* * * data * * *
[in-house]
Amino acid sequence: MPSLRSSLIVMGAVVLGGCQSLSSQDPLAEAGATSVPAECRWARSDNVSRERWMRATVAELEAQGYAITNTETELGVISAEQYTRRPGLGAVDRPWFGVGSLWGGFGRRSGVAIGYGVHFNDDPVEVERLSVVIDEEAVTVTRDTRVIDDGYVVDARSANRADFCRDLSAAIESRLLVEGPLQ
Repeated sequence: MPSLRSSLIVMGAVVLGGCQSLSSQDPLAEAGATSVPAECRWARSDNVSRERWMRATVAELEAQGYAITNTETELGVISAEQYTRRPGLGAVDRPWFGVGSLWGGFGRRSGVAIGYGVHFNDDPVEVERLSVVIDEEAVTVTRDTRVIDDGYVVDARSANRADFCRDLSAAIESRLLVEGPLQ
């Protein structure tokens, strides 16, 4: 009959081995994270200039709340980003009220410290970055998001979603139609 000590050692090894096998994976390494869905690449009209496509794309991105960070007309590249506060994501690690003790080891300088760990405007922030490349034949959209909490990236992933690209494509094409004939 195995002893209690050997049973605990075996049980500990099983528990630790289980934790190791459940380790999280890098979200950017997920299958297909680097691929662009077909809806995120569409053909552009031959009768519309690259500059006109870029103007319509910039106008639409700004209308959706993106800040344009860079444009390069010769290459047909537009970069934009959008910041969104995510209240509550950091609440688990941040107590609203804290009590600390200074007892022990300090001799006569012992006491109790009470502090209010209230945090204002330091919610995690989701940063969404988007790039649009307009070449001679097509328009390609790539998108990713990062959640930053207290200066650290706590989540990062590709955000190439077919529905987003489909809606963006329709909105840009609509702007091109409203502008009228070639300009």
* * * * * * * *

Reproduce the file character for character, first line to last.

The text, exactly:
[in-house]
Amino acid sequence: MPSLRSSLIVMGAVVLGGCQSLSSQDPLAEAGATSVPAECRWARSDNVSRERWMRATVAELEAQGYAITNTETELGVISAEQYTRRPGLGAVDRPWFGVGSLWGGFGRRSGVAIGYGVHFNDDPVEVERLSVVIDEEAVTVTRDTRVIDDGYVVDARSANRADFCRDLSAAIESRLLVEGPLQ
Repeated sequence: MPSLRSSLIVMGAVVLGGCQSLSSQDPLAEAGATSVPAECRWARSDNVSRERWMRATVAELEAQGYAITNTETELGVISAEQYTRRPGLGAVDRPWFGVGSLWGGFGRRSGVAIGYGVHFNDDPVEVERLSVVIDEEAVTVTRDTRVIDDGYVVDARSANRADFCRDLSAAIESRLLVEGPLQ
């Protein structure tokens, strides 16, 4: 009959081995994270200039709340980003009220410290970055998001979603139609 000590050692090894096998994976390494869905690449009209496509794309991105960070007309590249506060994501690690003790080891300088760990405007922030490349034949959209909490990236992933690209494509094409004939 195995002893209690050997049973605990075996049980500990099983528990630790289980934790190791459940380790999280890098979200950017997920299958297909680097691929662009077909809806995120569409053909552009031959009768519309690259500059006109870029103007319509910039106008639409700004209308959706993106800040344009860079444009390069010769290459047909537009970069934009959008910041969104995510209240509550950091609440688990941040107590609203804290009590600390200074007892022990300090001799006569012992006491109790009470502090209010209230945090204002330091919610995690989701940063969404988007790039649009307009070449001679097509328009390609790539998108990713990062959640930053207290200066650290706590989540990062590709955000190439077919529905987003489909809606963006329709909105840009609509702007091109409203502008009228070639300009």